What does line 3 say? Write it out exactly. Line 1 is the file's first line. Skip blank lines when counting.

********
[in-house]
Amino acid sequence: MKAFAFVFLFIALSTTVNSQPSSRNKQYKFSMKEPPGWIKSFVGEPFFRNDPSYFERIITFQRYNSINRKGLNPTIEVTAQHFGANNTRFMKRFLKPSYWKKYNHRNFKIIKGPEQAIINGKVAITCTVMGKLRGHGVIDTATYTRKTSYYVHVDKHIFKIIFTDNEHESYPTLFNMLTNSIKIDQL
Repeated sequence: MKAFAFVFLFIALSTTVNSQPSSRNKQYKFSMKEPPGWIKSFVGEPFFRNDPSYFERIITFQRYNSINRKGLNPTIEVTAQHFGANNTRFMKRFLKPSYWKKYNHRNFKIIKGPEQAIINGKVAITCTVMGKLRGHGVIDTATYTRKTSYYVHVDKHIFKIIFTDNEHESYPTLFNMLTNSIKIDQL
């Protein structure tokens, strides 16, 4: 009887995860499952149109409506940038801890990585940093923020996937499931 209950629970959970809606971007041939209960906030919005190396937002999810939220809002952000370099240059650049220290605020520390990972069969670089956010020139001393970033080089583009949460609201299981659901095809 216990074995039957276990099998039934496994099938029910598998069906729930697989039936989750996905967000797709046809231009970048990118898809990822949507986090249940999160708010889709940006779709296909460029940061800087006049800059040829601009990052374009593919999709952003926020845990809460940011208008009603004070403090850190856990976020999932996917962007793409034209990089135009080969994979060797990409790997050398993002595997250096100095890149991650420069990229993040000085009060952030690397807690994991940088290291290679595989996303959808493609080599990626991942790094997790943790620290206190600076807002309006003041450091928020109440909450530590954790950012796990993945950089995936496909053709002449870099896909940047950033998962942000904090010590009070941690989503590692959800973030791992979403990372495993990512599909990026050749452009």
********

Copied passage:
Repeated sequence: MKAFAFVFLFIALSTTVNSQPSSRNKQYKFSMKEPPGWIKSFVGEPFFRNDPSYFERIITFQRYNSINRKGLNPTIEVTAQHFGANNTRFMKRFLKPSYWKKYNHRNFKIIKGPEQAIINGKVAITCTVMGKLRGHGVIDTATYTRKTSYYVHVDKHIFKIIFTDNEHESYPTLFNMLTNSIKIDQL